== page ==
Art exhibit at library may inspire poetry or other arts

  • Posted: Sunday, September 29, 2013 12:01 a.m.

SALISBURY — As I was making arrangements to have a collection of paintings hung in the gallery at the library, the artist and I spoke about how works of art evoke reflection of other art. Listening to a piece of music like Strauss’ “An Alpine Symphony” brings certain images to mind — the beautiful mountain and then the tempest roaring through the trees and soaking the hikers. Gazing at paintings often suggests the quiet reflection of poetry.

As we enjoy the transition from lazy, hot summer to cool, crisp autumn days, come take some time to wander through the paintings. The lovely sunflowers and poppies in the fields, the wind-blown trees in green and brown landscapes remind us of the summer gone by.

The “Endless Summer” show will be up in the library for several weeks. Clyde, a local artist, brought together a collection of oil paintings that brings to mind verses of English poets like Wordsworth: “My dazzled sight he oft deceives / A brother of the dancing leaves; Then flits, and from the cottage-eaves, Pours forth his song in gushes,” from “The Green Linnet.”

After browsing through the paintings, take a moment to select a book of poems; for instance, “Wild Song, Poems of the Natural World” is an easy choice for more modern poems about nature. For poems more thought-provoking, scoop up Pulitzer Prize winning W.S. Merwin’s “The Second Four Books of Poems.” His work has been described as profound and daring.

If searching for a barely remembered snippet of a poem, check our online resources in NC LIVE on English, American or modern poems. You can type in a line or even a word and find an amazing collection of beautiful poetry to fit any mood or relearn a favorite verse.

Perhaps the paintings will inspire you to pick up a brush yourself. Patricia Seligman’s “Step by Step Art School Oils” may get you started. There is an entire set of “Step by Step Art School” books to explain the techniques of using oils, acrylics and watercolors, painting portraits or still lifes. Each is helpfully and well illustrated with explanations of tools and materials.

Tim Deibler’s “Capturing the Seasons” goes a little further, teaching how to discern light sources, how best to illustrate shades and shadows, how to mix paint to create the variety of greens needed to imply a summer’s day.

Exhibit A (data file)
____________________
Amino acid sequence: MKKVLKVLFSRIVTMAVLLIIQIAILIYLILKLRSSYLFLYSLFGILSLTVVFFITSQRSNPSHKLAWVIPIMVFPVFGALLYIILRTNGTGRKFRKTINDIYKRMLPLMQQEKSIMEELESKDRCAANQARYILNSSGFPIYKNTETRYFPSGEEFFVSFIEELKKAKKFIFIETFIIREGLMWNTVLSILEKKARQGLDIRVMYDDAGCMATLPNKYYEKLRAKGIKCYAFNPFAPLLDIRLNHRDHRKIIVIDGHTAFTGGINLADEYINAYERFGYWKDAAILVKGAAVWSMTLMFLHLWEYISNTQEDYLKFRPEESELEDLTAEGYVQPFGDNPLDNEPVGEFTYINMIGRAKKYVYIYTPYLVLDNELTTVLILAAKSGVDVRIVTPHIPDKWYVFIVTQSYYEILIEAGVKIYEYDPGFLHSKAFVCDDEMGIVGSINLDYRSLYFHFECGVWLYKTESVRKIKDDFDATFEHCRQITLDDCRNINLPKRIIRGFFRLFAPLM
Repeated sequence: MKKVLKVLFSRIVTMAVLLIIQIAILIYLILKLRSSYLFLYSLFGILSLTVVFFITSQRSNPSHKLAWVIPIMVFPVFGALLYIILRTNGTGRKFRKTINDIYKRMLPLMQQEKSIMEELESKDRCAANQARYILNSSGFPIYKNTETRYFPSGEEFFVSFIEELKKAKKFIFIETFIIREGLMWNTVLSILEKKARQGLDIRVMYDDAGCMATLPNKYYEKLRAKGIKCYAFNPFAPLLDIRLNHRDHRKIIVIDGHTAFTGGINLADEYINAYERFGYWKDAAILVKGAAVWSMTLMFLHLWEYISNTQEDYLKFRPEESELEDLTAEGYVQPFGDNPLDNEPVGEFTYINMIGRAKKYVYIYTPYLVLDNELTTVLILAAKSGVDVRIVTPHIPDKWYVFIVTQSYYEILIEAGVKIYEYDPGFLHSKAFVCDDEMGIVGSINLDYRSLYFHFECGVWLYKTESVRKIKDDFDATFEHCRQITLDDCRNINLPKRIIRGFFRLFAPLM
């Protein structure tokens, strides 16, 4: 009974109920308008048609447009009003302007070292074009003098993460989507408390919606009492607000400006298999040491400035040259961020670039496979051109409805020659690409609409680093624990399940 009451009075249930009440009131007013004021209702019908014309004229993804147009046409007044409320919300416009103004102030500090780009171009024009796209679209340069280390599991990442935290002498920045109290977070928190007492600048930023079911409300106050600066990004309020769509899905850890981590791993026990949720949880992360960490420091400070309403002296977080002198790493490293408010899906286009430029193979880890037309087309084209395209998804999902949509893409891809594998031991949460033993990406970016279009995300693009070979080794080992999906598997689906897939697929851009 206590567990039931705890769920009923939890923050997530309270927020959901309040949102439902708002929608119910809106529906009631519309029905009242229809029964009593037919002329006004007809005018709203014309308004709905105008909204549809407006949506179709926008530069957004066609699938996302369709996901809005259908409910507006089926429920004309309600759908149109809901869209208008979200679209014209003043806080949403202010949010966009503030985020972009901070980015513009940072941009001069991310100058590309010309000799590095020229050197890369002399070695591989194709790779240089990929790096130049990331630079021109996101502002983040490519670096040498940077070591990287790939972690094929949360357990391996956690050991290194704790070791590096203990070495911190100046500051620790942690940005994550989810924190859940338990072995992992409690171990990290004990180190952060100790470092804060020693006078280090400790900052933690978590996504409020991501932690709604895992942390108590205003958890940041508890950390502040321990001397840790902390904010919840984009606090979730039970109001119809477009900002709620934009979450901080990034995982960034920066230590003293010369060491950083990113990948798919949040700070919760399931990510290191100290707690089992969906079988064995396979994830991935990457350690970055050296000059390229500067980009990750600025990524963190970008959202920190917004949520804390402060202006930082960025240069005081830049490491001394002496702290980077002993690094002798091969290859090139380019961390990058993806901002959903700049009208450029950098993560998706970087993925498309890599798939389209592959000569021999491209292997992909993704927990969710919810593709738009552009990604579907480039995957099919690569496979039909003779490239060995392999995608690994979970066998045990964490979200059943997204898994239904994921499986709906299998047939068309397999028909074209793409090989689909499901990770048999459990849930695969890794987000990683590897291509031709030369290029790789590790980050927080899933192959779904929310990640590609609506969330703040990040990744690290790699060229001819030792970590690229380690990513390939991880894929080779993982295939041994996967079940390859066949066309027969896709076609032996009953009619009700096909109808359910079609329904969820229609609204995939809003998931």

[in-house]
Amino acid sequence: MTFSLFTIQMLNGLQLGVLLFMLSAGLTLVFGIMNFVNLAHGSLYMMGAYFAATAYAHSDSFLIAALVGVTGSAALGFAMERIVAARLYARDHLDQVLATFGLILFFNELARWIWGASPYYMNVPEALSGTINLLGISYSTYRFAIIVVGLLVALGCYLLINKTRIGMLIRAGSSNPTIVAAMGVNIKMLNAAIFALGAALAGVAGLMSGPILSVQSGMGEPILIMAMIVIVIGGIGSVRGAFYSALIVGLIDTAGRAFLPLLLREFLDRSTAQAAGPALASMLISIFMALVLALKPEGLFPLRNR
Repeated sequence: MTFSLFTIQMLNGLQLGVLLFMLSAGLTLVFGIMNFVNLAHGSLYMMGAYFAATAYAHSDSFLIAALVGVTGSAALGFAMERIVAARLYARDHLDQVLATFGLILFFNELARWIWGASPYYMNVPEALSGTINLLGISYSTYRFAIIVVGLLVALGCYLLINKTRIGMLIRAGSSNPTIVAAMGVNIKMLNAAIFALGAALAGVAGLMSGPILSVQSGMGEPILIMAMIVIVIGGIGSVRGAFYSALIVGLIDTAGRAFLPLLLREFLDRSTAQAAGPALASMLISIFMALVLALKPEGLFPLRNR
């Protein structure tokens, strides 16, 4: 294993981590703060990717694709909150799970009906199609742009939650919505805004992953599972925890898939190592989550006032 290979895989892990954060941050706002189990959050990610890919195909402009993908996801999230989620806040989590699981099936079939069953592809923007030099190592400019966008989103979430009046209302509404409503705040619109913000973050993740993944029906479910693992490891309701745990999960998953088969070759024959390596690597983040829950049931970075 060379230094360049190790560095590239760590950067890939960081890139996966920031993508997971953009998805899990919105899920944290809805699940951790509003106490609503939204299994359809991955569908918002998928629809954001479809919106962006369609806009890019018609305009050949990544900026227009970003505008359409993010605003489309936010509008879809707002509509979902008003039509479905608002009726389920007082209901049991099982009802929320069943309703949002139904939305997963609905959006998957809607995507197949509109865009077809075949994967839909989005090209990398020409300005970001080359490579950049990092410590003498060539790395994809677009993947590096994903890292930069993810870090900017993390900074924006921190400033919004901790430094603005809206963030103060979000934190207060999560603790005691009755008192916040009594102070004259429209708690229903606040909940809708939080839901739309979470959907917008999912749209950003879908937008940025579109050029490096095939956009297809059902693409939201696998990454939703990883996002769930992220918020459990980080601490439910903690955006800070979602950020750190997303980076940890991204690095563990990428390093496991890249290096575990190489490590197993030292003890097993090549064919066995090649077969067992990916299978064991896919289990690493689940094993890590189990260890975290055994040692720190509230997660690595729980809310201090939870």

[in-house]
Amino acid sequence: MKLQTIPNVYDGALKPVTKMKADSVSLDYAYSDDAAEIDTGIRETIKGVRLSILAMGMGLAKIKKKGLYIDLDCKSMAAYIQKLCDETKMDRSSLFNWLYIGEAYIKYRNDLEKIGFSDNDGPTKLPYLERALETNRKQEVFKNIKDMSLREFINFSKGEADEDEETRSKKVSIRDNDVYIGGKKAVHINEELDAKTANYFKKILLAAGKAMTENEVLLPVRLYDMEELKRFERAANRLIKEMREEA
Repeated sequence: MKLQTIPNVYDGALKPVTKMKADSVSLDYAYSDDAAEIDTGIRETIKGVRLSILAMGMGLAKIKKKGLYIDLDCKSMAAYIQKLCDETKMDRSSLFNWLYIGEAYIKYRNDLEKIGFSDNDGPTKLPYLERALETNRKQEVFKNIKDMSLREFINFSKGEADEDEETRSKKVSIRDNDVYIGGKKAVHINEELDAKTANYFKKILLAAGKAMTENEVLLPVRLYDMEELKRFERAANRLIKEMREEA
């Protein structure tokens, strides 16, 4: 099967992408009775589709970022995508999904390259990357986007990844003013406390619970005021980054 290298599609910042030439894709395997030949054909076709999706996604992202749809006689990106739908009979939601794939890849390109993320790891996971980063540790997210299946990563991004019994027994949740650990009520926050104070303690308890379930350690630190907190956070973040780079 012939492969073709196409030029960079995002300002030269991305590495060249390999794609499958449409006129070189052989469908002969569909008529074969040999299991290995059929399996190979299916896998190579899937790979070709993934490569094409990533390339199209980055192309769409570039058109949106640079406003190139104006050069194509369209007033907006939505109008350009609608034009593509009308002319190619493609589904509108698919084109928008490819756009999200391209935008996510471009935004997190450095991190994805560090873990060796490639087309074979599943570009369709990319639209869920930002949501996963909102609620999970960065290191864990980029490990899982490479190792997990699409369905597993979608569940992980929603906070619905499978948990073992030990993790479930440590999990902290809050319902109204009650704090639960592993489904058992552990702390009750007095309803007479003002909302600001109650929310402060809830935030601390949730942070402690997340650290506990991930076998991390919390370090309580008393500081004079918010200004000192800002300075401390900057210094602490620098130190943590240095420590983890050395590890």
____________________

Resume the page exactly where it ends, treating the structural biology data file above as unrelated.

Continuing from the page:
If the history of painting is more your cup of tea, check out James Elkins “What Painting Is.” Elkins, professor of art history at the Art Institute of Chicago, delves into the alchemy and chemistry of painting. He explains how successive generations viewed the value of color, for instance, in medieval and baroque times, the tones of browns and darker yellows were used to paint earthly things. The Impressionists, despising the sludgy mud colors of their forerunners, chose brighter. He explores the beliefs of the alchemist painter and juxtaposes these beliefs against the predominant institution of the day, the church. He argues the painter who paints in isolation surrounded by the fumes of solvents, staring at glass or wood surfaces, is different from the writer or composer whose work shows up cleanly on the page. Elkins claims there is a kind of psychosis in the act of painting. Pick up this unexpected and absorbing exploration into the “insanity” of the painter.

Fall Story Time: Now-Nov. 29. For more information call 704-216-8234.

Baby Time — A loosely interactive program introducing simple stories and songs to 6- to 23-month-olds and their parents. Headquarters, Wednesdays, 10 a.m.; East, Mondays, 10 a.m.

Toddler Time — A program for children 18 to 35 months old with a parent, focused on sharing books, singing songs and encouraging listening skills. Headquarters, Tuesdays, 10:30 a.m.; East, Monday, 11 a.m.

Tiny Tumblers — A loosely interactive program for children 6 to 35 months old with a parent or caregiver introducing simple stories, musical scarves and instruments. Same program offered two separate days. South, Tuesdays or Thursdays, 10:30 a.m.

Preschool Time — A program for 3- to 5-year-olds to encourage the exploration of books and to build reading readiness skills. Headquarters, Thursdays, 10:30 a.m.; South, Tuesdays, 1:30 p.m.; East, Thursdays, 10:30 a.m.

Noodle Head Story Time — A program for children ages 4 to 8 to enjoy silly books and tales together. Headquarters, Thursdays, 4 p.m.; South, Mondays, 4 p.m.

Art programs — Learn different art techniques and start a new art project. Runs weekly during Story Time. Art in the Afternoon, Headquarters, Thursdays, 4:30 p.m.; The Paintbrush, South, Wednesdays, 4 p.m.; Art with Char, East, Thursdays, 4 p.m.

Friends of RPL host the Lundsford Family with the GV Band — Headquarters, Oct. 3, 7 p.m., Stanback Auditorium. Cheerwine Music Hour features The Lunsfords with the GV Band. These musically talented brothers are quite a duo, traveling all over North Carolina and surrounding states with the Gospel Voices (GV). This show will be a mix of gospel, traditional old time music, and ’50s and ’60s style bluegrass. Please enter Stanback Auditorium from the Fisher Street entrance. Doors open at 6:30 p.m. and admission is free.

Displays for September: headquarters, Constitution month by DAR; South, miniature doll houses by Donna Deal and Terri Correll; East, wood by Whitey Harwood.

Literacy: Call the Rowan County Literacy Council at 704-216-8266 for more information on teaching or receiving literacy tutoring for English speakers or for those for whom English is a second language.

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